Pick the region geographically closest to you or to any pre-existing compute resources, such as CI agents, to ensure the best performance.

Creating a Google Compute Engine VM

In this section you will create a Google Compute Engine instance to run Develocity.

If you’re using Cloud Shell, remember to run these commands there.

1. Create an external IP

Before creating your VM instance, you need to create a static external IP for Develocity to use. While it’s possible to configure the IP and hostname later by running helm upgrade with the updated Helm values file and updating your VM, it is easier to configure them now.

This step isn’t strictly necessary; Compute Engine instances are automatically assigned an external IP. However, this IP will change whenever you restart the instance, making maintaining DNS records and the Helm values configuration difficult.

To create the static IP, run:

$ gcloud compute addresses create develocity-static-ip

You can see the IP address used by the resource by running:

$ gcloud compute addresses describe develocity-static-ip --format='value(address)'
The static external IP resource is managed separately from your VM. It will not be automatically deleted if the VM using it is deleted.

2. Create a virtual machine

Looking at the host requirements for CPU and memory, let’s create an instance with 250 GiB of storage, 4 CPUs and 16 GiB of RAM.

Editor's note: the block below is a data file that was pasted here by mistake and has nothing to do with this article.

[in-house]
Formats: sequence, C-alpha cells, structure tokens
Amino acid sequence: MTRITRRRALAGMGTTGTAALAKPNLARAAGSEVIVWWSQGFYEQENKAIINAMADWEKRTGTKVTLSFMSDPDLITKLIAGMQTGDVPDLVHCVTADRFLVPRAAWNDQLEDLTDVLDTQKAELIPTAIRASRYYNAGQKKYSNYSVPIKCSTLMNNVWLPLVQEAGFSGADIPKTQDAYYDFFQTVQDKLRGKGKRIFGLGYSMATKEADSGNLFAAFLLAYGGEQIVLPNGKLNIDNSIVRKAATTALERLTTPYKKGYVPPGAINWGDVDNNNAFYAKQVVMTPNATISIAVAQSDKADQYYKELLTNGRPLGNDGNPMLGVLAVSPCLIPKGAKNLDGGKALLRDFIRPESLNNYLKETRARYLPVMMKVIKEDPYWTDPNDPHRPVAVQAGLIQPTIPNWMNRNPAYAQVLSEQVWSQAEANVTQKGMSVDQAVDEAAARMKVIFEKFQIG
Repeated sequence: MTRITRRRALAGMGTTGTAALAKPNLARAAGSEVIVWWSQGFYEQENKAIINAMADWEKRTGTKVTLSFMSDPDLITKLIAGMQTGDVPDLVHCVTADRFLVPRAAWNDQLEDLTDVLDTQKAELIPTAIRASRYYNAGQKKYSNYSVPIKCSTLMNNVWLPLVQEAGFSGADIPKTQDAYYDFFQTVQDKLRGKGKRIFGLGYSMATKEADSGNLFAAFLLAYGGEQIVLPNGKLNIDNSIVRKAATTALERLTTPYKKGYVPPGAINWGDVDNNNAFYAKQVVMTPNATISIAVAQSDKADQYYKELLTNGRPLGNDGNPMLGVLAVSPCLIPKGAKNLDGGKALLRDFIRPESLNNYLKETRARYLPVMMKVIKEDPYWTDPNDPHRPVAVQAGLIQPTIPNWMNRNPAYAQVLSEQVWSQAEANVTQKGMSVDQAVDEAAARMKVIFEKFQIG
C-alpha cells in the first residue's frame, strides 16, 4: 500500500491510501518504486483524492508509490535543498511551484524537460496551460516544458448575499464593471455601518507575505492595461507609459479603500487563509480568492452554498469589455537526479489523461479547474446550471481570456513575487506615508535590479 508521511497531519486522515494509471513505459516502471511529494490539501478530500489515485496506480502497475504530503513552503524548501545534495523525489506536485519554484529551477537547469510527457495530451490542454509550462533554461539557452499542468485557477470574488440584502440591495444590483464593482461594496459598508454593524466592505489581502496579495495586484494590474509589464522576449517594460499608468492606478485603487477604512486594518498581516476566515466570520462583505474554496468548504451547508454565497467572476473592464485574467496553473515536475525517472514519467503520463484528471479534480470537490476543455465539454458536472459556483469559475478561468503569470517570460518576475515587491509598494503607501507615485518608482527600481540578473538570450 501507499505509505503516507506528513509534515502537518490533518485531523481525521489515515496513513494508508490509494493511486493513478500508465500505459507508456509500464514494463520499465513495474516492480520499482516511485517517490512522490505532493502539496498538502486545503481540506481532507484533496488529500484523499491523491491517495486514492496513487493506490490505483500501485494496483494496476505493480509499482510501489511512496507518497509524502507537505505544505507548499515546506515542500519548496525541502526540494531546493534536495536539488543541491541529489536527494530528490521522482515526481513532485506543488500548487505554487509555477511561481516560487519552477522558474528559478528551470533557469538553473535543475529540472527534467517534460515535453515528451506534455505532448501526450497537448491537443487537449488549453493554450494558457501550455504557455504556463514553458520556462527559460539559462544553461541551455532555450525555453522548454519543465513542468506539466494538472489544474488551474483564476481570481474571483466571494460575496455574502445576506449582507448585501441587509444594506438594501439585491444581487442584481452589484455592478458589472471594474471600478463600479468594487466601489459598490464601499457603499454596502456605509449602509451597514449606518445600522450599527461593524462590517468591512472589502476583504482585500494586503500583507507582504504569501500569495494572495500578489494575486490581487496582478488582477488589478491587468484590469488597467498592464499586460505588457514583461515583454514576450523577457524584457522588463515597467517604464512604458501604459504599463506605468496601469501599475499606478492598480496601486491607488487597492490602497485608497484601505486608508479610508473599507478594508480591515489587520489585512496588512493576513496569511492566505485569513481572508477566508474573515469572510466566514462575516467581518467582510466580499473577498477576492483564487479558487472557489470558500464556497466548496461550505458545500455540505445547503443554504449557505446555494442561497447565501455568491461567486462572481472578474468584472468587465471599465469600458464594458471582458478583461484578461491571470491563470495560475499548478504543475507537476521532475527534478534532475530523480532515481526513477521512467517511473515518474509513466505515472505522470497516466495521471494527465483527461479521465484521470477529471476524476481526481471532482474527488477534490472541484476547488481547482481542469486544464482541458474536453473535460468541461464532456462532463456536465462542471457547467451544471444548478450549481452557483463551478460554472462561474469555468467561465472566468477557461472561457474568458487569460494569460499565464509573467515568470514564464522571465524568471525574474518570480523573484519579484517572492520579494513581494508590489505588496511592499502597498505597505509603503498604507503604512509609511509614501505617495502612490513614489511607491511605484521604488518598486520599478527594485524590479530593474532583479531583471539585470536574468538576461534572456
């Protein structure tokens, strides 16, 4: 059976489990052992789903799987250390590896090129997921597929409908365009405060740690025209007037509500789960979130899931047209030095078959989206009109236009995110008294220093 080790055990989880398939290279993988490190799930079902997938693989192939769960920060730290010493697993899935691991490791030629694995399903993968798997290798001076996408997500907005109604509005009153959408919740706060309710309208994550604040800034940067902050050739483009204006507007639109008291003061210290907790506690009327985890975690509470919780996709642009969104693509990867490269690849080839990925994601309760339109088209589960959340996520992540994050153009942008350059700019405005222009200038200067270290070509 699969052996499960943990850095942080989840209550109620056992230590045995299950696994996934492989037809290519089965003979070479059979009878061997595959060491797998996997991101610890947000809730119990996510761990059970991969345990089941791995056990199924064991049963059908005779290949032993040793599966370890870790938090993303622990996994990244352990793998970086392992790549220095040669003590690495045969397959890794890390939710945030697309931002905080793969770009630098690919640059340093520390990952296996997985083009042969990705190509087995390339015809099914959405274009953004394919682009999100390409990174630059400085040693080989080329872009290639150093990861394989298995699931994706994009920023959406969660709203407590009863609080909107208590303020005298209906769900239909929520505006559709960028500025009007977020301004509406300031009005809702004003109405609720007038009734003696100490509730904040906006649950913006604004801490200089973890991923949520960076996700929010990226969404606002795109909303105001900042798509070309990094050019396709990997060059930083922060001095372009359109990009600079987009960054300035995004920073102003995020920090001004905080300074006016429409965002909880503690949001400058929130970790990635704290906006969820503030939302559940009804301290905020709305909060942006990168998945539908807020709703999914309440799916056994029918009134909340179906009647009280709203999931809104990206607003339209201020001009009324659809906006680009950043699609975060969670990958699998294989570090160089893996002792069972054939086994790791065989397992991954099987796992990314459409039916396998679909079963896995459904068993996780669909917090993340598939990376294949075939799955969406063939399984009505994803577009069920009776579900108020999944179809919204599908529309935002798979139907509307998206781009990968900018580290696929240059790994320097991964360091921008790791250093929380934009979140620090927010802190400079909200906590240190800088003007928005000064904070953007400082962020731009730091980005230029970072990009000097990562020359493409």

If you do not have a preferred operating system, gcloud will use debian-11 as a base operating system. If you prefer a different operating system, choose one appropriate for your environment after consulting the Develocity operating system requirements.

For this guide, let’s name the instance gradle-enterprise and define our settings by entering the following command in the terminal:

$ gcloud compute instances create gradle-enterprise \
    --address=$(gcloud compute addresses describe develocity-static-ip --format='value(address)') \
    --custom-cpu=4 \
    --custom-memory=16GB \
    --boot-disk-size=250GB
If you have a preferred supported operating system, you can pass it as a parameter to the create command as described here. A list of public base images can be found here.
The majority of the disk space is used by Develocity’s embedded database. If you use a user-managed database (such as Cloud SQL, as described in an appendix), you can reduce the boot disk size to 50GB.

You may see a warning about the disk size being larger than the image size. This is not an issue if you are using the default debian-11 operating system or any other public image.

3. Set up firewall rules

On the Google Compute Platform, firewall rules are set at project level. There are some ports you will need to expose to access Develocity. These are:

  • Port 80 for HTTP

  • Port 443 for HTTPS

If Develocity is using HTTPS, as it does by default, you don’t need to expose port 80. However, if you do, Develocity will automatically redirect any HTTP traffic to HTTPS.